Just purchased a 1985 model Wenonah Echo for restoration. The hull is made of a very coarse weave fiberglass cloth common back in the 70’s and 80’s. Heavy but tough. The wooden gunnels totally rotted away and the boat was moved around and handled without gunnels which did some damage to the upper edges where the gunnels attach. I am getting prepared to apply a 2" roll of 6oz fiberglass tape along the entire length of the top edge folded in half. In other words one inch will fold on the outside with one inch on the inside. This will give my new wooden gunwales a strong attachment point and hopefully only add a pound ot two weight. I have two questions! How difficult will the folding method be? Will it tend to want to pop apart, away from the hull? Is there a material (wax paper?) that would allow me to clamp small wood strips along the edge with many C-clamps to compress the fiberglass strip until it cures,… then remove it? I am pretty inexperienced with fiberglass but do have a great resource of experience in my buddy “castoff” here on pNet just 40 minutes down the road. Just wondering if anyone has done a similar job or have some sound advice! Thanks abunch
I wouldn’t do it that way
It is rather difficult to get fiberglass to lay down across a rather sharp point like the stem of a sea kayak. I am not saying it is impossible, but the cloth will want to lift away from the hull over the whole length of the boat and I suspect you will end up with a mess and quite a few voids.
I would cut the tape right down the center and lay down a 1" wide strip on each side of the hull with the selvage edge of the tape at the top. The tape should lie down nicely and after it cures you can fill in any voids (resulting from hull damage) between the two strips with thickened epoxy.
thought a minute
and agree. Pretty sure you’ll get a blistered looking layup as a one piece 90 degree bend. Cutting in half (1") will relieve that issue. I have a glassed over vinyl thwart on one of my canoes and I suggest either a fine sanding or wearing gloves when portaging your glass job, at least the first couple times. I stabbed myself a couple times lifting my Dumoine with fiberglass hardened strands. Meant to do it of course, so I could pass on this tidbit of information lol.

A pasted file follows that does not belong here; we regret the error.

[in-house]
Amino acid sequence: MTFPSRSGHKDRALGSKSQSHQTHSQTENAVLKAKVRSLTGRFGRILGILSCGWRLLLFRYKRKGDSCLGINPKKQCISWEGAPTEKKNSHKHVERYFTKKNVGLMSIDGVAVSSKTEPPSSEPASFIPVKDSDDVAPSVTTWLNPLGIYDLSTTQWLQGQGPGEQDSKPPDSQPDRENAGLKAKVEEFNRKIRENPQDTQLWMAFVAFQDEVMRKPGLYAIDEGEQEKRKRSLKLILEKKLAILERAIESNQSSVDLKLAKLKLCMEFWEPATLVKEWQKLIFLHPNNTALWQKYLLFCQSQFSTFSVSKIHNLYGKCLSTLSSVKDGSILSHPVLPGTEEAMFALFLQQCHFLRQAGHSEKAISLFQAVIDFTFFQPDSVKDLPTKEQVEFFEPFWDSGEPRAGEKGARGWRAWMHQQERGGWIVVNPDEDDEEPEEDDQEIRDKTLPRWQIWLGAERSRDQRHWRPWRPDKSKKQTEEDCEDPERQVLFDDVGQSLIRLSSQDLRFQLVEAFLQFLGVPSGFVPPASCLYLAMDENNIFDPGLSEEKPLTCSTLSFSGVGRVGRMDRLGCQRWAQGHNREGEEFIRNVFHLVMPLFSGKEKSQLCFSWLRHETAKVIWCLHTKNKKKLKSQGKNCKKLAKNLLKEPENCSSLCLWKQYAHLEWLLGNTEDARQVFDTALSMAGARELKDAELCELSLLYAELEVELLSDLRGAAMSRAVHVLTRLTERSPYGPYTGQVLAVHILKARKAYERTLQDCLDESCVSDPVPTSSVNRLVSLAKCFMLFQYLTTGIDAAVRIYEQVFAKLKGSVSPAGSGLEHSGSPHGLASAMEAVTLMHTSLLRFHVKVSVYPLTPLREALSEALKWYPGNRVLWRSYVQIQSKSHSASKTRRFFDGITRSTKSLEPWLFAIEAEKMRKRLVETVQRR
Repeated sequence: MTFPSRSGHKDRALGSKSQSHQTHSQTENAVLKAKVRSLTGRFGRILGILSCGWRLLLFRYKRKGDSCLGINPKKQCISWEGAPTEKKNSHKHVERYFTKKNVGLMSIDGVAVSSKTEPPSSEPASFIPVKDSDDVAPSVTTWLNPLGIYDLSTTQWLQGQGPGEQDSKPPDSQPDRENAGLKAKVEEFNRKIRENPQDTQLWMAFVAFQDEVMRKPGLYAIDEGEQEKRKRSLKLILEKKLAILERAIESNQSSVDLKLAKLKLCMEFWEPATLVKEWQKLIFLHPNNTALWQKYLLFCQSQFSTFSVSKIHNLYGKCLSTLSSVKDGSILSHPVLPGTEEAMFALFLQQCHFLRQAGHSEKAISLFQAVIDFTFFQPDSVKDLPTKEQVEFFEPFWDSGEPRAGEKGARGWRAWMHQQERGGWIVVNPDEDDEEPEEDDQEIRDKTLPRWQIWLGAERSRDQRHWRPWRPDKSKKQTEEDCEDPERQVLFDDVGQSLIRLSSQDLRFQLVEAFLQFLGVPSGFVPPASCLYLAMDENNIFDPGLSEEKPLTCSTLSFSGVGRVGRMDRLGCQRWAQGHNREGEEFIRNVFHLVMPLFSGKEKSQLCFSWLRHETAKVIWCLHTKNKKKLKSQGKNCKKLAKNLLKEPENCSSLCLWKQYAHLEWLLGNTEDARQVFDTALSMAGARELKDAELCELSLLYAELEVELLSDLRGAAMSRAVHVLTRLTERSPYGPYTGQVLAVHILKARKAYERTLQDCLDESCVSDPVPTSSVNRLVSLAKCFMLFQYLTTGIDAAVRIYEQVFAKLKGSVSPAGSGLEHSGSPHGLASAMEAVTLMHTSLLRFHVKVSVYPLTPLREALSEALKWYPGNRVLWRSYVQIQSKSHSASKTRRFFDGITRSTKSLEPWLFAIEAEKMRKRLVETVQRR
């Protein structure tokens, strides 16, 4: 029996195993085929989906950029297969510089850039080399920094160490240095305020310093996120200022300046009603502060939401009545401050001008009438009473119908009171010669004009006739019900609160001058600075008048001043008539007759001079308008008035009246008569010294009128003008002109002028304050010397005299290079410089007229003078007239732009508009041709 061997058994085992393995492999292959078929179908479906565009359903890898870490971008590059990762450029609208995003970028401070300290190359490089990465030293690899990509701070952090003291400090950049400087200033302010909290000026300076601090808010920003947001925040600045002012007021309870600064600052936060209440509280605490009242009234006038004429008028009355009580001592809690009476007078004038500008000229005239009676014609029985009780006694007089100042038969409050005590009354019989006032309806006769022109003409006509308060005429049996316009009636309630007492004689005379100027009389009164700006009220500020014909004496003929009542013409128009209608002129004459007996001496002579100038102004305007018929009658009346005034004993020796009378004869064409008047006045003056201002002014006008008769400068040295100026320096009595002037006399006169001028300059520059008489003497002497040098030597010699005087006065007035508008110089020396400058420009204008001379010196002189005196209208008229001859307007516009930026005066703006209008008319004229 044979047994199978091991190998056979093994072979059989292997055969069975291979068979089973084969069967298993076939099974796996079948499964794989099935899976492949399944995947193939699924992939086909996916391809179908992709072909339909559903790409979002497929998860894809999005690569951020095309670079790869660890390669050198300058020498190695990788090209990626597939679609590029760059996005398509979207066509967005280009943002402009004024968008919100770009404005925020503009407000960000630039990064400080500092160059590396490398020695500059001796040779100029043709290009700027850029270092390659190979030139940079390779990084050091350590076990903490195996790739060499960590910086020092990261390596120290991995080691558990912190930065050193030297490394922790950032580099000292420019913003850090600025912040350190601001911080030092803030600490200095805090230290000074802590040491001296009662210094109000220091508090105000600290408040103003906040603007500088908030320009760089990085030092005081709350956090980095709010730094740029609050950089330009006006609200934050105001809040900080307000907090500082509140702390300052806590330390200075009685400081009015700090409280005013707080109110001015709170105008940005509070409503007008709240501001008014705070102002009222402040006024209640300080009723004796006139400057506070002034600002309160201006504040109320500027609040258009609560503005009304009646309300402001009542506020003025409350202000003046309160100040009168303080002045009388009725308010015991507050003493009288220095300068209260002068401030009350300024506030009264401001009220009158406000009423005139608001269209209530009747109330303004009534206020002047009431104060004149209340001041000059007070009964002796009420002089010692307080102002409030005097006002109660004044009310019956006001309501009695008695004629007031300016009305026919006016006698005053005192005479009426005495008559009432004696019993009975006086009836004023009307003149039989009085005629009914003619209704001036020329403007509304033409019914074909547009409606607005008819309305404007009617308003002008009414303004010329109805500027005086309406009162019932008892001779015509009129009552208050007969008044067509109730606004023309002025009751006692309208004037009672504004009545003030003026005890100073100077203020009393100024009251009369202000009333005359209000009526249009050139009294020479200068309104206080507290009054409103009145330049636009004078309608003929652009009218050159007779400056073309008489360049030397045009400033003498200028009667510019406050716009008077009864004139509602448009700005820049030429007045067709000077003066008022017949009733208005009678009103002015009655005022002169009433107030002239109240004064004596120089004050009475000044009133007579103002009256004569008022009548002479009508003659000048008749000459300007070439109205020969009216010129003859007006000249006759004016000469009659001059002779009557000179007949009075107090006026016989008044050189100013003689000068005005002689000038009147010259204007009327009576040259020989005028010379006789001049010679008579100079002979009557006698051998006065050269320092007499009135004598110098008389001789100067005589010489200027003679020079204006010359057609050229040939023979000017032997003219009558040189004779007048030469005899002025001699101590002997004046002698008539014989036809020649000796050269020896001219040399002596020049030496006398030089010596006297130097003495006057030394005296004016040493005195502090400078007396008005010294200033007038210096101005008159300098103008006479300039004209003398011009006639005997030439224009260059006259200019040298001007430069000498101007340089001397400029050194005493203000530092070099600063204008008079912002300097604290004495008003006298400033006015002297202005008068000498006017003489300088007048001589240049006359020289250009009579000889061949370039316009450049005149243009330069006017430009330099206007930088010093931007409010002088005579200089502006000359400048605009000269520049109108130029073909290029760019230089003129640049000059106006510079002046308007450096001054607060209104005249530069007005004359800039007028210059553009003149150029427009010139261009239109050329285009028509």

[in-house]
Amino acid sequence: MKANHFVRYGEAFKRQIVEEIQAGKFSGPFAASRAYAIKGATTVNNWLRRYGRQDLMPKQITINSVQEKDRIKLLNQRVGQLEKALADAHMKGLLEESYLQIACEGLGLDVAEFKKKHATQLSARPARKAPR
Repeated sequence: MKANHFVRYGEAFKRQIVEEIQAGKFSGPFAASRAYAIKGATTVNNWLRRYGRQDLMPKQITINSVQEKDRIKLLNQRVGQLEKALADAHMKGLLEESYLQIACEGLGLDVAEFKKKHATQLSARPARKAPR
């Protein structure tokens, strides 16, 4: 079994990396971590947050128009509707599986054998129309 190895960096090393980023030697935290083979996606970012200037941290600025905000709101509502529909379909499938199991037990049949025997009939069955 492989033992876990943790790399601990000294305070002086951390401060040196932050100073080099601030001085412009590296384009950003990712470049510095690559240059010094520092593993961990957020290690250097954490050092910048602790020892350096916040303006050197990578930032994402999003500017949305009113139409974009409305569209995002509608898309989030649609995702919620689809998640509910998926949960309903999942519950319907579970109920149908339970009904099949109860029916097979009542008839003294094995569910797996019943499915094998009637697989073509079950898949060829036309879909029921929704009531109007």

I think that some degree of distortion
will occur along the edge, due to your clamping plan and also to the lack of anything to keep the hull “true” while you apply the FG.
After the FG and resin set, the minor distortions will be partially preserved, and I doubt that clamping new gunwales over the edges will properly restore the original contours.
My advice is to ditch the plan, unless you find a way to hold the hull in “true” shape as the FG is applied and sets up.
Thanks for the advice. I will cut the tape into 1" stips and apply them seperately. I am sure that it will begin fraying at the cut immediately so I will wait to do the cut until right at the time of getting the epoxy about ready. Cut, wet, and apply.
Basically, I would just repair the gaps
and cracked areas, level out the repairs, and install gunwales. Unless the edges of the hull are generally mangled, they should be able to stand up to normal gunwale installation.
You could compromise by applying reinforcement strip(s)just to one side of the hull. That would save weight and time.
I should add that we have an old ('73) Moore that needs gunwales, and it has the coarse woven roving interior like in your Echo, but without gunwales, the hull is still too flexy for me to trust, and if I do install wood gunwales, I will put in a temporary rectangular frame with X cross members to insure that the hull is "true" during gunwale installation.
Just apply a strip to one side of the hull is probably what I will do. The canoe is already pretty heavy so I am not really interetsted in adding too much unnecessary weight. As far as throwing the symmetry out-of-whack, I think a little one inch strip of 6oz fiberglass applied to the top edge should not make a difference in its shape.
Extra Stiffened Echo
the only Wenonah layup I can remember that used woven roving on the interior was the low cost “Extra Stiffened” fiberglass layup(pre-Tuffweave). There was no core or ribs, just cloth layers and an interior of woven roving that sucked up a lot of resin, but added thickness and stiffened the hull without the cost of a core or ribs. It was a popular rental layup, but the heaviest layup Wenonah ever produced. All that weight in the bilge did help the primary stability.